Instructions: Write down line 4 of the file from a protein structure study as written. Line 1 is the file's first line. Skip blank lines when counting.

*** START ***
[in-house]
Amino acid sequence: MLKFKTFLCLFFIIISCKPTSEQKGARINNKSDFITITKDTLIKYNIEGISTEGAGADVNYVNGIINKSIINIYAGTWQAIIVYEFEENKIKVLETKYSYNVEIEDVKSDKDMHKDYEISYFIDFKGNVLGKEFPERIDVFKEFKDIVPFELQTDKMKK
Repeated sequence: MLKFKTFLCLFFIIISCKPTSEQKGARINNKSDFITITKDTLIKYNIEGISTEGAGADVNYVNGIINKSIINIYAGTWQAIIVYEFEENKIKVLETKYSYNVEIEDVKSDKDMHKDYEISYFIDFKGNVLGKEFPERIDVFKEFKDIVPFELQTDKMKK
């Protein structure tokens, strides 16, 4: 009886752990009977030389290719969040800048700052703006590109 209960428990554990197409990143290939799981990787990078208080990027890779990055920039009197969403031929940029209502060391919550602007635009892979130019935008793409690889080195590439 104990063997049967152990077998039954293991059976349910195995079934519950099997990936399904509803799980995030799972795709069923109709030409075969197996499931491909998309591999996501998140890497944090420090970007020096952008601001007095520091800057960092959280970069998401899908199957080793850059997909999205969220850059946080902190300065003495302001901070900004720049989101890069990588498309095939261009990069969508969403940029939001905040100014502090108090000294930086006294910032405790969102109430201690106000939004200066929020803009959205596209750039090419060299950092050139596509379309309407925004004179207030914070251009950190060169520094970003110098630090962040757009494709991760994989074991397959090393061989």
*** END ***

């Protein structure tokens, strides 16, 4: 009886752990009977030389290719969040800048700052703006590109 209960428990554990197409990143290939799981990787990078208080990027890779990055920039009197969403031929940029209502060391919550602007635009892979130019935008793409690889080195590439 104990063997049967152990077998039954293991059976349910195995079934519950099997990936399904509803799980995030799972795709069923109709030409075969197996499931491909998309591999996501998140890497944090420090970007020096952008601001007095520091800057960092959280970069998401899908199957080793850059997909999205969220850059946080902190300065003495302001901070900004720049989101890069990588498309095939261009990069969508969403940029939001905040100014502090108090000294930086006294910032405790969102109430201690106000939004200066929020803009959205596209750039090419060299950092050139596509379309309407925004004179207030914070251009950190060169520094970003110098630090962040757009494709991760994989074991397959090393061989």